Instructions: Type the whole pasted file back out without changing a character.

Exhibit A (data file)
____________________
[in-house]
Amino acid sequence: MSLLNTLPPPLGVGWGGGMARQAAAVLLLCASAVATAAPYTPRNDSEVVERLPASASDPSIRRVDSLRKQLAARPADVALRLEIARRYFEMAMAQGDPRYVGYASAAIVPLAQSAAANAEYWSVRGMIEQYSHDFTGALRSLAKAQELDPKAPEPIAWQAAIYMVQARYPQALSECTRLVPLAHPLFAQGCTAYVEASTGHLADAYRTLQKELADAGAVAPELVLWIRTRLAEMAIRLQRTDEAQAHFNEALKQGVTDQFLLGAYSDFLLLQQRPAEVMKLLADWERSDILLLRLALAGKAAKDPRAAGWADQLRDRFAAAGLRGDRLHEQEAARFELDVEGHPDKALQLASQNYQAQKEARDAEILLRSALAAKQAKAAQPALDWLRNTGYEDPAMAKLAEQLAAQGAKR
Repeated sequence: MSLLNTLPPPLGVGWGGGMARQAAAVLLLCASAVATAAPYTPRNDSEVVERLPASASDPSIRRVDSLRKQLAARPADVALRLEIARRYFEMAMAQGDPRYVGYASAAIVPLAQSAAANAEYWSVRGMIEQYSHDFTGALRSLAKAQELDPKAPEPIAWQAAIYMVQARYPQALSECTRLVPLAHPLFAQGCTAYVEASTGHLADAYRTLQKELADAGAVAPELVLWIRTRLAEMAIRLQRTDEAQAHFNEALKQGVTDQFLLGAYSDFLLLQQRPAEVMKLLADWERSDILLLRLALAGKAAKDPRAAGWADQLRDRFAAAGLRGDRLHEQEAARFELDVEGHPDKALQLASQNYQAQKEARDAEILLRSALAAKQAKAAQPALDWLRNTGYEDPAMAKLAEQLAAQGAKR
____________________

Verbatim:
[in-house]
Amino acid sequence: MSLLNTLPPPLGVGWGGGMARQAAAVLLLCASAVATAAPYTPRNDSEVVERLPASASDPSIRRVDSLRKQLAARPADVALRLEIARRYFEMAMAQGDPRYVGYASAAIVPLAQSAAANAEYWSVRGMIEQYSHDFTGALRSLAKAQELDPKAPEPIAWQAAIYMVQARYPQALSECTRLVPLAHPLFAQGCTAYVEASTGHLADAYRTLQKELADAGAVAPELVLWIRTRLAEMAIRLQRTDEAQAHFNEALKQGVTDQFLLGAYSDFLLLQQRPAEVMKLLADWERSDILLLRLALAGKAAKDPRAAGWADQLRDRFAAAGLRGDRLHEQEAARFELDVEGHPDKALQLASQNYQAQKEARDAEILLRSALAAKQAKAAQPALDWLRNTGYEDPAMAKLAEQLAAQGAKR
Repeated sequence: MSLLNTLPPPLGVGWGGGMARQAAAVLLLCASAVATAAPYTPRNDSEVVERLPASASDPSIRRVDSLRKQLAARPADVALRLEIARRYFEMAMAQGDPRYVGYASAAIVPLAQSAAANAEYWSVRGMIEQYSHDFTGALRSLAKAQELDPKAPEPIAWQAAIYMVQARYPQALSECTRLVPLAHPLFAQGCTAYVEASTGHLADAYRTLQKELADAGAVAPELVLWIRTRLAEMAIRLQRTDEAQAHFNEALKQGVTDQFLLGAYSDFLLLQQRPAEVMKLLADWERSDILLLRLALAGKAAKDPRAAGWADQLRDRFAAAGLRGDRLHEQEAARFELDVEGHPDKALQLASQNYQAQKEARDAEILLRSALAAKQAKAAQPALDWLRNTGYEDPAMAKLAEQLAAQGAKR